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  1.  
    I'm using a prototype TiGr2 designed by Velospace user John Loughlin! We're working on branding and designing and expect to have a Kickstarter project up to get the first production run flying in a couple of months.

    The things weighs nothing for the degree of protection it gives your bike — just a hair short of a pound, but made of titanium and kevlar in carefully selected shapes that are impossible to cut with anything short of industrial machinery. It straps right along the top tube and locks with this neat pushbutton lock thing (that we should probably name for when we're making the instruction sheet). It locks both wheels together without taking them off, too.

    I'm really excited to be working on this project. It's a cool thing. If John lets me, I'll post some pics.
    • CommentAuthoreaglerock
    • CommentTimeNov 28th 2010
     
    Posted By: Joshua A.C. NewmanI'm using a prototype TiGr2 designed by Velospace user John Loughlin!

    Doesn't matter what his real name is; what's his handle?
  2.  
    He's SCI. I expect we'll be seeing him around here more in the coming months.
  3.  
    Kryptonite Fahgettaboutit. Yeah the piece of shit is like 4 pounds but it is sturdy as fuck. Someone cut some of the rubber exterior off in what I would assume would be an attempt to cut the lock and once the rubber was removed I think they saw what they were up against and simply stole my 15 dollar saddle instead. Definitely worth it's weight if it saves my darling T1.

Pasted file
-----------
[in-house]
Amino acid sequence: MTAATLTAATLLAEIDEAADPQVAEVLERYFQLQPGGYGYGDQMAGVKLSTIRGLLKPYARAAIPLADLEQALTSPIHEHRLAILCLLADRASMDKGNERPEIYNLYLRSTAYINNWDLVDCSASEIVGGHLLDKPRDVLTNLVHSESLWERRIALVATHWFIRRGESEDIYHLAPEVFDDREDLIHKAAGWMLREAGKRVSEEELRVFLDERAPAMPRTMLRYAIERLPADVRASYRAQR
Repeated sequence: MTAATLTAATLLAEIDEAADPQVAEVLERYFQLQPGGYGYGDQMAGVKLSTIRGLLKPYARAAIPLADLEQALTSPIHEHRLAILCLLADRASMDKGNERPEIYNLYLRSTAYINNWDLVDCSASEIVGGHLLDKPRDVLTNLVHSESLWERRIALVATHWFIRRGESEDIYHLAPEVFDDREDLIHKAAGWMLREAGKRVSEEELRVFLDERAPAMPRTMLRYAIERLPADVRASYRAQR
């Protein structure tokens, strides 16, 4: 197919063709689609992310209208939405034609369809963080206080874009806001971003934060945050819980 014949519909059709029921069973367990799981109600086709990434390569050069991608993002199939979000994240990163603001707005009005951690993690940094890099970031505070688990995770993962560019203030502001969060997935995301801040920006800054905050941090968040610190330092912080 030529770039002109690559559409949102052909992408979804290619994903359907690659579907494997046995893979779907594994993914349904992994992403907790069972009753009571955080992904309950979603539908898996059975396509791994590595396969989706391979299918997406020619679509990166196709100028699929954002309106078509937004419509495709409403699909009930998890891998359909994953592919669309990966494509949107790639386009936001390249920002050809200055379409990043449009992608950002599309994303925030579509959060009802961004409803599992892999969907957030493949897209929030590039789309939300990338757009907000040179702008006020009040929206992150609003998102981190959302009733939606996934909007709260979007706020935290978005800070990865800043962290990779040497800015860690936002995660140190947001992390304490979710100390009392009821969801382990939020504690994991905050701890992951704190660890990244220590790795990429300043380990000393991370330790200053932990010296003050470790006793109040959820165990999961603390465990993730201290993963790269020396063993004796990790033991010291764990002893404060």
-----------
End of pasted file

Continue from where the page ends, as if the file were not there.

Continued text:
4.  
    Oh right, that lock.
    • CommentAuthoriliketoes
    • CommentTimeNov 29th 2010
     
    Cool idea for a lock... it would be something I'd definitely look into IF IT WORKS. What works for me nowadays is a standard Kryptonite U-Lock (one of the big ones) locking front wheel/main triangle together - let's you lock up to posts/trees/whatever that a mini couldn't dream of. Big downside is needing to carry it in a messenger bag anytime I ride. Oh, and it's heavy as shit.

    I store my bike inside overnight at my house and have never had someone mess with the lock in other circumstances. Of course I'm concerned about someone cutting it, but the tools required are pretty conspicuous. Don't lock your flashy bikes outside in the dark, 'nuf said